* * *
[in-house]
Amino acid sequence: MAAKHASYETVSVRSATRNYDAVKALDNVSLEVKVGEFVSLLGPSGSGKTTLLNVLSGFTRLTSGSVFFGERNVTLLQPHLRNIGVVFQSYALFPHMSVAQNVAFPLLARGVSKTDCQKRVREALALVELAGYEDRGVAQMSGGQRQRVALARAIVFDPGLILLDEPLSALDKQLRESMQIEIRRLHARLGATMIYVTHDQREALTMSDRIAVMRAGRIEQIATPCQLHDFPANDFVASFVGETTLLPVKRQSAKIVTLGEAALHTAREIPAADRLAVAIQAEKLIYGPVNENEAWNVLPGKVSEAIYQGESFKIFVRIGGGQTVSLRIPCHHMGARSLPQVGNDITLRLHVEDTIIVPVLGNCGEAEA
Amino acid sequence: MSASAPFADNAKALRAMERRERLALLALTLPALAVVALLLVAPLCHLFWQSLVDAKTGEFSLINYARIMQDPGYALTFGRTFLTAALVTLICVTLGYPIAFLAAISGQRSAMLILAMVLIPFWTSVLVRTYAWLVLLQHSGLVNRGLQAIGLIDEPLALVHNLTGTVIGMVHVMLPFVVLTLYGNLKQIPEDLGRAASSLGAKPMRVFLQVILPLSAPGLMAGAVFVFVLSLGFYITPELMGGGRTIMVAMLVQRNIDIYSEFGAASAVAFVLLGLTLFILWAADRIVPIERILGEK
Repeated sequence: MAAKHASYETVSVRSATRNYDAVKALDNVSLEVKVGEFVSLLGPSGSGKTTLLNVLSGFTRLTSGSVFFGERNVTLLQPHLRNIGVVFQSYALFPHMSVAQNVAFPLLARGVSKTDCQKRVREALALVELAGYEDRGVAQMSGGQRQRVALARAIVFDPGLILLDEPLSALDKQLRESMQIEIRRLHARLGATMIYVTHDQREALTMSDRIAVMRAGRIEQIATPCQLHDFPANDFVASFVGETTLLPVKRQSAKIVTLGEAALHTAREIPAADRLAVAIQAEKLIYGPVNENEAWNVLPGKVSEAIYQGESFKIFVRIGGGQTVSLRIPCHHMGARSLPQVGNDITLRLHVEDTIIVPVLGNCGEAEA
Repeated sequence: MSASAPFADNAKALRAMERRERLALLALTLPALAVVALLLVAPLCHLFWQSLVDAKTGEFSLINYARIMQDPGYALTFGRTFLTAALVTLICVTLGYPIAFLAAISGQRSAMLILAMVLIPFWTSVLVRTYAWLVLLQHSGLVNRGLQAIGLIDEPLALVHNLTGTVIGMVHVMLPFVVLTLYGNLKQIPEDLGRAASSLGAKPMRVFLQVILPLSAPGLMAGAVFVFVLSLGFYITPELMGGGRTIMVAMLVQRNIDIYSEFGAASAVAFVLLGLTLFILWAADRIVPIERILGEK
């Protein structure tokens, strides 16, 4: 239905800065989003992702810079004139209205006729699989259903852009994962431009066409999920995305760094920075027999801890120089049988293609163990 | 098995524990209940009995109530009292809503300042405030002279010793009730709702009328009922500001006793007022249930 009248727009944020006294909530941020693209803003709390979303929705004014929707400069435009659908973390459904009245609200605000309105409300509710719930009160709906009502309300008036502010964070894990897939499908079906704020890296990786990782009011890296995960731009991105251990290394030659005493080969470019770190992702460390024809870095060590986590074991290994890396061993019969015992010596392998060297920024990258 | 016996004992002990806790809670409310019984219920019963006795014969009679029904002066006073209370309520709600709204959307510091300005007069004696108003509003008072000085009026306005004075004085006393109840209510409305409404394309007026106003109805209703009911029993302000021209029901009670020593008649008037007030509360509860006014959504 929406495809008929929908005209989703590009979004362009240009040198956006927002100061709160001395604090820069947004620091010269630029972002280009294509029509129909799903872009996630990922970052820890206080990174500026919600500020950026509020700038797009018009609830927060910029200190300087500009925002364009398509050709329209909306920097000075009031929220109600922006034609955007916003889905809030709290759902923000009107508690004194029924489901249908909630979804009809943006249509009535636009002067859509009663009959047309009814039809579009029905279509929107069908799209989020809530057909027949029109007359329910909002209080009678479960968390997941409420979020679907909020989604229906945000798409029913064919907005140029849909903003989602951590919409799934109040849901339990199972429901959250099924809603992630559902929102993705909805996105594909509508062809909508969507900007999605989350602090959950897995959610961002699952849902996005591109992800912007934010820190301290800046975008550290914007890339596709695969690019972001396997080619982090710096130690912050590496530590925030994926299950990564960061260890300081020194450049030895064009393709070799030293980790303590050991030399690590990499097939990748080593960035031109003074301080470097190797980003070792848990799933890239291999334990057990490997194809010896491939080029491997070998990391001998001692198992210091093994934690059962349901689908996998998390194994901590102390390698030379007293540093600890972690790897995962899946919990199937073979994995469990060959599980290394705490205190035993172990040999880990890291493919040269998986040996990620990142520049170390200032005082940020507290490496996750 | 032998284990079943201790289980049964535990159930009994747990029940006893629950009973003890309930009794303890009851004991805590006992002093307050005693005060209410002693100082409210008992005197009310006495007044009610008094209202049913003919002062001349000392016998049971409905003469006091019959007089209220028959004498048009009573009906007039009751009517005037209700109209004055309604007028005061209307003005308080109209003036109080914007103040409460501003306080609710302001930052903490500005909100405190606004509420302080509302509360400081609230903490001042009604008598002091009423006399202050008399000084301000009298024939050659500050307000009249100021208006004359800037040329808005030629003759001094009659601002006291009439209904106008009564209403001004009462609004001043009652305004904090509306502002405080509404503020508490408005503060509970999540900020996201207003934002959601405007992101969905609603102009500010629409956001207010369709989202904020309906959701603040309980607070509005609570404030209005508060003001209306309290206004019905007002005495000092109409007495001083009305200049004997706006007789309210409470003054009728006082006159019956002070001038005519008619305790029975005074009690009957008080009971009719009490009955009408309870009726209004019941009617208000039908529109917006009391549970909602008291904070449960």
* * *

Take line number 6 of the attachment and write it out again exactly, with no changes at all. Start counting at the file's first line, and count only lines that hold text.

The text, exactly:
């Protein structure tokens, strides 16, 4: 239905800065989003992702810079004139209205006729699989259903852009994962431009066409999920995305760094920075027999801890120089049988293609163990 | 098995524990209940009995109530009292809503300042405030002279010793009730709702009328009922500001006793007022249930 009248727009944020006294909530941020693209803003709390979303929705004014929707400069435009659908973390459904009245609200605000309105409300509710719930009160709906009502309300008036502010964070894990897939499908079906704020890296990786990782009011890296995960731009991105251990290394030659005493080969470019770190992702460390024809870095060590986590074991290994890396061993019969015992010596392998060297920024990258 | 016996004992002990806790809670409310019984219920019963006795014969009679029904002066006073209370309520709600709204959307510091300005007069004696108003509003008072000085009026306005004075004085006393109840209510409305409404394309007026106003109805209703009911029993302000021209029901009670020593008649008037007030509360509860006014959504 929406495809008929929908005209989703590009979004362009240009040198956006927002100061709160001395604090820069947004620091010269630029972002280009294509029509129909799903872009996630990922970052820890206080990174500026919600500020950026509020700038797009018009609830927060910029200190300087500009925002364009398509050709329209909306920097000075009031929220109600922006034609955007916003889905809030709290759902923000009107508690004194029924489901249908909630979804009809943006249509009535636009002067859509009663009959047309009814039809579009029905279509929107069908799209989020809530057909027949029109007359329910909002209080009678479960968390997941409420979020679907909020989604229906945000798409029913064919907005140029849909903003989602951590919409799934109040849901339990199972429901959250099924809603992630559902929102993705909805996105594909509508062809909508969507900007999605989350602090959950897995959610961002699952849902996005591109992800912007934010820190301290800046975008550290914007890339596709695969690019972001396997080619982090710096130690912050590496530590925030994926299950990564960061260890300081020194450049030895064009393709070799030293980790303590050991030399690590990499097939990748080593960035031109003074301080470097190797980003070792848990799933890239291999334990057990490997194809010896491939080029491997070998990391001998001692198992210091093994934690059962349901689908996998998390194994901590102390390698030379007293540093600890972690790897995962899946919990199937073979994995469990060959599980290394705490205190035993172990040999880990890291493919040269998986040996990620990142520049170390200032005082940020507290490496996750 | 032998284990079943201790289980049964535990159930009994747990029940006893629950009973003890309930009794303890009851004991805590006992002093307050005693005060209410002693100082409210008992005197009310006495007044009610008094209202049913003919002062001349000392016998049971409905003469006091019959007089209220028959004498048009009573009906007039009751009517005037209700109209004055309604007028005061209307003005308080109209003036109080914007103040409460501003306080609710302001930052903490500005909100405190606004509420302080509302509360400081609230903490001042009604008598002091009423006399202050008399000084301000009298024939050659500050307000009249100021208006004359800037040329808005030629003759001094009659601002006291009439209904106008009564209403001004009462609004001043009652305004904090509306502002405080509404503020508490408005503060509970999540900020996201207003934002959601405007992101969905609603102009500010629409956001207010369709989202904020309906959701603040309980607070509005609570404030209005508060003001209306309290206004019905007002005495000092109409007495001083009305200049004997706006007789309210409470003054009728006082006159019956002070001038005519008619305790029975005074009690009957008080009971009719009490009955009408309870009726209004019941009617208000039908529109917006009391549970909602008291904070449960």